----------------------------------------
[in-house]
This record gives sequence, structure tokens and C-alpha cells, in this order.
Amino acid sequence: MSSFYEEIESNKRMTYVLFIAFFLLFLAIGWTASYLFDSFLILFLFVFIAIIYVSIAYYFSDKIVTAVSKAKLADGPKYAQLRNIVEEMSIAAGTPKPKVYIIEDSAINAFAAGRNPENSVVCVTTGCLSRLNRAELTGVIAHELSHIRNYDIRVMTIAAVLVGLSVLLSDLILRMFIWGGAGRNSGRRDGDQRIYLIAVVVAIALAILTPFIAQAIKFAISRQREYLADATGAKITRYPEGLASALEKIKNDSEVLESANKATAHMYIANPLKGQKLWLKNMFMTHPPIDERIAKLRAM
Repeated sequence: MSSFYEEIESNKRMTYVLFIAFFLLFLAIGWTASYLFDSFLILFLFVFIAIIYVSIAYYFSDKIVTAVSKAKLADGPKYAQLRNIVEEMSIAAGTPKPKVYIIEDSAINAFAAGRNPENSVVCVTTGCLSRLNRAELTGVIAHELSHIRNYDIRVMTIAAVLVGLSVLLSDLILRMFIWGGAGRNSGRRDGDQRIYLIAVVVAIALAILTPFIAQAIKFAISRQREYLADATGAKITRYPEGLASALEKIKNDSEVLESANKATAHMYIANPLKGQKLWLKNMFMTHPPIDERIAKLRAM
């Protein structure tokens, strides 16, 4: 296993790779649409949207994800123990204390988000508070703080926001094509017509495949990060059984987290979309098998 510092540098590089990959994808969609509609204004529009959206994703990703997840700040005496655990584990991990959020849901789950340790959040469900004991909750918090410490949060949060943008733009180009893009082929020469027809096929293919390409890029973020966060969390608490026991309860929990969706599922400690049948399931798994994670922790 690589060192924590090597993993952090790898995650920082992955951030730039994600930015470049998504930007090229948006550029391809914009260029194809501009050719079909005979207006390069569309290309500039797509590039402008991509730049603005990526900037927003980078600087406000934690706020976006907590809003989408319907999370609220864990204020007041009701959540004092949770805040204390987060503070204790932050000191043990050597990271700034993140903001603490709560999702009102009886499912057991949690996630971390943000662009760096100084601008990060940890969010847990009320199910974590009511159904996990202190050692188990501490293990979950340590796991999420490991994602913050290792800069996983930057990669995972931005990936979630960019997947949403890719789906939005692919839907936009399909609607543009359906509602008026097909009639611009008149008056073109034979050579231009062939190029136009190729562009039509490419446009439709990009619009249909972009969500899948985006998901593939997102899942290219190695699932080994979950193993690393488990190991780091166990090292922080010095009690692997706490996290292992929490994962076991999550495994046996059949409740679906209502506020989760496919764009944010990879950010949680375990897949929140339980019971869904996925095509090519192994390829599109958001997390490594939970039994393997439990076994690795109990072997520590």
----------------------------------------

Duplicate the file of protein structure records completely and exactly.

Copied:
[in-house]
This record gives sequence, structure tokens and C-alpha cells, in this order.
Amino acid sequence: MSSFYEEIESNKRMTYVLFIAFFLLFLAIGWTASYLFDSFLILFLFVFIAIIYVSIAYYFSDKIVTAVSKAKLADGPKYAQLRNIVEEMSIAAGTPKPKVYIIEDSAINAFAAGRNPENSVVCVTTGCLSRLNRAELTGVIAHELSHIRNYDIRVMTIAAVLVGLSVLLSDLILRMFIWGGAGRNSGRRDGDQRIYLIAVVVAIALAILTPFIAQAIKFAISRQREYLADATGAKITRYPEGLASALEKIKNDSEVLESANKATAHMYIANPLKGQKLWLKNMFMTHPPIDERIAKLRAM
Repeated sequence: MSSFYEEIESNKRMTYVLFIAFFLLFLAIGWTASYLFDSFLILFLFVFIAIIYVSIAYYFSDKIVTAVSKAKLADGPKYAQLRNIVEEMSIAAGTPKPKVYIIEDSAINAFAAGRNPENSVVCVTTGCLSRLNRAELTGVIAHELSHIRNYDIRVMTIAAVLVGLSVLLSDLILRMFIWGGAGRNSGRRDGDQRIYLIAVVVAIALAILTPFIAQAIKFAISRQREYLADATGAKITRYPEGLASALEKIKNDSEVLESANKATAHMYIANPLKGQKLWLKNMFMTHPPIDERIAKLRAM
């Protein structure tokens, strides 16, 4: 296993790779649409949207994800123990204390988000508070703080926001094509017509495949990060059984987290979309098998 510092540098590089990959994808969609509609204004529009959206994703990703997840700040005496655990584990991990959020849901789950340790959040469900004991909750918090410490949060949060943008733009180009893009082929020469027809096929293919390409890029973020966060969390608490026991309860929990969706599922400690049948399931798994994670922790 690589060192924590090597993993952090790898995650920082992955951030730039994600930015470049998504930007090229948006550029391809914009260029194809501009050719079909005979207006390069569309290309500039797509590039402008991509730049603005990526900037927003980078600087406000934690706020976006907590809003989408319907999370609220864990204020007041009701959540004092949770805040204390987060503070204790932050000191043990050597990271700034993140903001603490709560999702009102009886499912057991949690996630971390943000662009760096100084601008990060940890969010847990009320199910974590009511159904996990202190050692188990501490293990979950340590796991999420490991994602913050290792800069996983930057990669995972931005990936979630960019997947949403890719789906939005692919839907936009399909609607543009359906509602008026097909009639611009008149008056073109034979050579231009062939190029136009190729562009039509490419446009439709990009619009249909972009969500899948985006998901593939997102899942290219190695699932080994979950193993690393488990190991780091166990090292922080010095009690692997706490996290292992929490994962076991999550495994046996059949409740679906209502506020989760496919764009944010990879950010949680375990897949929140339980019971869904996925095509090519192994390829599109958001997390490594939970039994393997439990076994690795109990072997520590």